I, along with many fellow students and colleagues, had the pleasure of hearing Angela Davis speak at Seattle University last week. Her lecture titled “Power to the People! Power to the Imagination!” drew the most diverse crowd of community members, students (high school, college, graduate), faculty, staff I have ever seen at a university event. I have long revered Angela as a beacon of hope for Black and many other communities, and was honored to see and meet her for the second time.
I am still processing all of what I heard and saw last Thursday evening, and there isn’t enough time in the world. What stands out to me most is her call to the imagination and empowering us to envision and create a better world. Angela and countless other activists knew that vision was not enough. It is not only the imagination that we need to captivate in ourselves, youth, friends, family, students, and colleagues, but also empathy and action. So how do we go about that?
Often the responses I hear from students and colleagues when attempting to engage in the messy work of social justice are along the lines of: “But I didn’t own slaves,” or, “It happened so long ago. If we just stopped talking about it, it would go away.” But what Angela reminds us is that slavery was never abolished, but rather shape-shifted. “It” has not gone away precisely because we do not talk about it enough, or see dialogue as the end point rather than collective action.
It is difficult for our students – particularly those with large amounts of privilege – to imagine circumstances outside of their own. Some of what Angela spoke to we already know in student development – encouraging students to surround themselves with diverse groups of people. If I surround myself only with White, heterosexual, temporarily able-bodied, U.S.-citizen, English speaking people, what other realities would I be able to imagine? Whose perspectives and experiences would I most empathize with?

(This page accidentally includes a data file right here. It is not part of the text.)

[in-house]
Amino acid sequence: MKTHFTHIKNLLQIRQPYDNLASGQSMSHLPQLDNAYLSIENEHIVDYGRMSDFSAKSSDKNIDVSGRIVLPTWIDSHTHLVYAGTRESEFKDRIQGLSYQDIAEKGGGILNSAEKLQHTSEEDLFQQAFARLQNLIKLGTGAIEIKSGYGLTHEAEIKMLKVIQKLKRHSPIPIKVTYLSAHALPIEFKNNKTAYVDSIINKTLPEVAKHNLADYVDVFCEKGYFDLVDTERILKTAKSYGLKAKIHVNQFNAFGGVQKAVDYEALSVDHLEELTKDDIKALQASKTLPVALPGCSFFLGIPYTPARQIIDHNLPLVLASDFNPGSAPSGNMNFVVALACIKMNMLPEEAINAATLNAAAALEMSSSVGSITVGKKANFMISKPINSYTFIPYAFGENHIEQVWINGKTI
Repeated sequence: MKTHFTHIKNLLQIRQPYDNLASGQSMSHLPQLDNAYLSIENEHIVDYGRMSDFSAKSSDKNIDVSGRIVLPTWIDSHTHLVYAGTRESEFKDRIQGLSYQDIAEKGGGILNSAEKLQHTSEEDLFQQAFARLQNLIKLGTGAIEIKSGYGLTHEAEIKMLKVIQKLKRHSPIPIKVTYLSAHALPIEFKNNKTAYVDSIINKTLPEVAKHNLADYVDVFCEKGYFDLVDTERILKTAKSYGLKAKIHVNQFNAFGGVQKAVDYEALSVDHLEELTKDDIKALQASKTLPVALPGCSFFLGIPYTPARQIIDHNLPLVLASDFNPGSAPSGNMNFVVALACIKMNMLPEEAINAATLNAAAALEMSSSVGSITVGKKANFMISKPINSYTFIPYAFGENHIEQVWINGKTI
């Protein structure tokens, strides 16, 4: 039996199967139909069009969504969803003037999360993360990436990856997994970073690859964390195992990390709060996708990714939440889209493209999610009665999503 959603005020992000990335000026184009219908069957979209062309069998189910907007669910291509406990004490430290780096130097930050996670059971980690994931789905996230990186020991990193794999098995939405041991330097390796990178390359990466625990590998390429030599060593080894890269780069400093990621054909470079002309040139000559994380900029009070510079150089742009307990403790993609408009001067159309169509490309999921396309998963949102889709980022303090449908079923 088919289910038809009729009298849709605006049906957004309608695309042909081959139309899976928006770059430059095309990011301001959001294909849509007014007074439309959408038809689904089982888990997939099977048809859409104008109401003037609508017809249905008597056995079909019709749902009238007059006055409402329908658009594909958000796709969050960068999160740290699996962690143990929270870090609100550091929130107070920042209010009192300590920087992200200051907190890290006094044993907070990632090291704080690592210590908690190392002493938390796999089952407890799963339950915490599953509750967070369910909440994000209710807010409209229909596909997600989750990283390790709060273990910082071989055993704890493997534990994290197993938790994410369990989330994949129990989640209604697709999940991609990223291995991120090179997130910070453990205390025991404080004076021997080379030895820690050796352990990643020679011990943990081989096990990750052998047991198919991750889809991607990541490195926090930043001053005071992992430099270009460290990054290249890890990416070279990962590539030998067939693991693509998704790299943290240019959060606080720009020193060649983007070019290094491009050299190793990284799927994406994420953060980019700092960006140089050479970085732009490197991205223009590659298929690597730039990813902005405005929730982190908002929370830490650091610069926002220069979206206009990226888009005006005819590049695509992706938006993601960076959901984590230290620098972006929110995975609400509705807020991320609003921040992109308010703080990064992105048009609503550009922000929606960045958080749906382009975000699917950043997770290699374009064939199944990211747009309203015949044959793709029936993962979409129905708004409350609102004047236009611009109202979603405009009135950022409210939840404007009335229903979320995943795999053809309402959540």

I believe that the most important work to be done in social justice is intimately understanding our multiple identities and their intersectionality. Where do we individually fit in this imagining of a better world? Perhaps the most difficult part – and this is where I often run into road blocks with students and colleagues – is imagining ourselves as the oppressor. We resist this because we often associate oppression with individual acts of prejudice and hatred rather than our unconscious participation in system injustices. We cannot begin to dismantle systems like the prison industrial complex without understanding our place as both privileged and marginalized people.
Another challenge to dismantling oppressive systems lies in the fact that something – most often privilege and status – has to be lost in the creation of a more equitable society. Opponents of affirmative action practices and so-called “government handouts” feel that they are being forced to give up their rights for the privileging of another. But something has always been given up in the struggle for equitable rights – something difficult for those already born with all the resources and privileges needed for survival. Life and ways of life have been given up in civil rights. Hundreds and thousands of people have literally risked and given their lives to causes. What am we willing to sacrifice in my imagination of a more equitable world?
Many of us born with ancestral memories and traumas have both the personal and collective imagination Angela spoke about. It is in the nightmares of the Klan that frequent my sleep, and the sounds of shackles I hear that sound eerily like prison chains. My imagination has produced images of violence and suffering both in my dreams and wandering, awake mind. But it has also produced things of beauty – music and story, hopes of a better personal and collective future. What visions do we hold for the future?
I move beyond imagination and toward action– simply by showing up in full authenticity of exactly who I am. As Angela shared, we are sitting together not only because ancestors, grandparents, and imaginers of all creeds and colors imagined it, but because they devoted their lives to creating the conditions they imagined. What imagined dream are you committed to actualizing in this life?
– MJ Jones